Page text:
Demand for champagne continues to go through the roof worldwide, thanks to the nouveau riche in China and India. It's so vulgar, these people with lots of money. Anyway, to launch Roederer's new packaging (very smart) we were at a dinner in Harvey Nichols restaurant in Dundrum shopping centre (very bling).

I have to say I have always thought the Roederer non-vintage Brut Premier is one of the best champagnes on the market. Bollinger is nice as well, more full-bodied etc, but Brut Premier is always elegant and balanced and very classy. AS well has Brut Premier, we had the Rose which is delicious and very hard to get. Then we had Cristal 2002 which is already very tasty. but with a long life ahead of it. After that, we had Chateau de Pez 2003 from Saint Estephe (owned by Roederer). This was drinking beautifully, ripe, pure with soft tannins and a really nice glass. WE finished with the 10 YO Tawny from Ramos Pinto. Then more Brut Premier.

There was food as well which was excellent throughout.

Nothing like champagne on a Monday to get your week off to an appropriate start.

Bussola Valpolicella TB

Pieropan Soave 2007 is fresh delicate and delicious. Degani's stuff I have written about before and the Bussola Valpolicella TB was outstanding. This wine is more of an Amarone than a Valpolicella. Full, rich, Christmassy stuff with loads of complexity and character. Great, great wine. The only thing about it is, it is as volatile as Tommaso himself. Wild and funky on the nose, but that's not the only funny thing. I opened a bottle last Wednesday with Ian in Chapter One because I was keen to try it and so was he. I knew we had the tasting in the shop on Friday so I vacuumed it and kept it till Friday. By which time it was oxidised! This is a wine should get better being open for a couple of days, so I was a bit disappointed. So, if you buy this wine be sure you are in a position to drink it in one sitting. At 14.5% alcohol and flavour and body galore, just get yourself in the mood, that's all I'm saying. It's still gorgeous though.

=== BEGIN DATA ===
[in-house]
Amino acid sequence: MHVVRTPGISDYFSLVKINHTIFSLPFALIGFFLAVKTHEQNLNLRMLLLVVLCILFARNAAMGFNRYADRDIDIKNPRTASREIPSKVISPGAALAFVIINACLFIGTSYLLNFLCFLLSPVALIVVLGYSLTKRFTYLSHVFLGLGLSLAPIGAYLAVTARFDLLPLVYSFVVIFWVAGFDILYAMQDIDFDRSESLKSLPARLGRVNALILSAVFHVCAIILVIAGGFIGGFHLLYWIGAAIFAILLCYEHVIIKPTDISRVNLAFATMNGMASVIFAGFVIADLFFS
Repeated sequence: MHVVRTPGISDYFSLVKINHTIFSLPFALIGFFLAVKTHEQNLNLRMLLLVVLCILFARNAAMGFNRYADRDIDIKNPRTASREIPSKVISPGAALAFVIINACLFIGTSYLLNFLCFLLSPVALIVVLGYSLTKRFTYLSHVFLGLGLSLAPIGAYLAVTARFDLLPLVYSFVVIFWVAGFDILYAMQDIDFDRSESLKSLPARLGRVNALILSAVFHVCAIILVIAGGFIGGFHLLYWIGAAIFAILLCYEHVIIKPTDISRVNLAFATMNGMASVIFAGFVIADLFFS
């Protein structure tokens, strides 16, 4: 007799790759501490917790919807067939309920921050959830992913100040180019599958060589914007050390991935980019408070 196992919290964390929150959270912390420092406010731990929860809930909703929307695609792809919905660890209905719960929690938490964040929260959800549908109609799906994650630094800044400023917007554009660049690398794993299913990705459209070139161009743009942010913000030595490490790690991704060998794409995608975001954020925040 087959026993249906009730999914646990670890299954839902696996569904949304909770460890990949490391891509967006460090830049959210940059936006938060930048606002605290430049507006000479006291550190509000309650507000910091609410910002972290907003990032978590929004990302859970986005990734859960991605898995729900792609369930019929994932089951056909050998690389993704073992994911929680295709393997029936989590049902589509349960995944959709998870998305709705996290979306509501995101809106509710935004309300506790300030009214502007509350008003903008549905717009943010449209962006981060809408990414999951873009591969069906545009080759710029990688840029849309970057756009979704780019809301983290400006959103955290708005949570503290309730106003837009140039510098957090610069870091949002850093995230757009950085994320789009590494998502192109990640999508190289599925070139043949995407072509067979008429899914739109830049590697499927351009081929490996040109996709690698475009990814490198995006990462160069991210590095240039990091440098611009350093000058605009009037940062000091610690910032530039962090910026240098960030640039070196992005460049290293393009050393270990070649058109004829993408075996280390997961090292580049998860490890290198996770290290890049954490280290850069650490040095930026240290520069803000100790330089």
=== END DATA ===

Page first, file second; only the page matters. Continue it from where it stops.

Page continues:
Monday, September 8, 2008

Charity Balls

I was very kindly invited to charity ball in the Four Seasons on Saturday night (thanks, again Kieran) and it just occurred to me that these things seem so 2007 (not trying to sound like a Dalkey teenager). We had a great night as we were with people who are great fun and out for a good time, but a couple of things struck me about the whole scene...

These things seem to be populated by people who do this for a living, it's all fake tan and faker smiles, air kissing and haw hawing all round. But the mood was different this year. It just seemed a bit .... subdued. The lecture on the economy by the auctioneer before trying to get us to cough up large amounts of money for signed rugby jerseys and other assembled useless things didn't help to cheer anyone either.

Anyway, the wine was donated by somebody and it was Caliterra Sauv Blanc and Cabernet from Chile. All I can say about it is it was a nice natural way to curb your consumption of booze for the night. And no, before you ask, I can't afford to sponsor something better. Anyway, we hit the bar for pints of black stuff later on, so I easily reached my target consumption of units of alcohol for the week again.

It's not Dunnes...

Despite this morning's rant, don't think I have anything against Dunnes because I don't. I actually think they have some interesting wines at reasonable prices. It's just these stupid "sales" that seem to happen now in all the major multiples, Tesco and Superquinn if anything are worse.